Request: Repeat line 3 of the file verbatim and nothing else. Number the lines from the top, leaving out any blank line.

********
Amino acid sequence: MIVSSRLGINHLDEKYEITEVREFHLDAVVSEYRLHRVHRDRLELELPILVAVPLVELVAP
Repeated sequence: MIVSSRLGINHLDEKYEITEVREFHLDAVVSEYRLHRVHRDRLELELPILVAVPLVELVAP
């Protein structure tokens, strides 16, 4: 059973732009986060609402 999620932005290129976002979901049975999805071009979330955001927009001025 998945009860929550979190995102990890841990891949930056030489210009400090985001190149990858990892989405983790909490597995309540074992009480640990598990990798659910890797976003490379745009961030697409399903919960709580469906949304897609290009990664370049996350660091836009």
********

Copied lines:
């Protein structure tokens, strides 16, 4: 059973732009986060609402 999620932005290129976002979901049975999805071009979330955001927009001025 998945009860929550979190995102990890841990891949930056030489210009400090985001190149990858990892989405983790909490597995309540074992009480640990598990990798659910890797976003490379745009961030697409399903919960709580469906949304897609290009990664370049996350660091836009």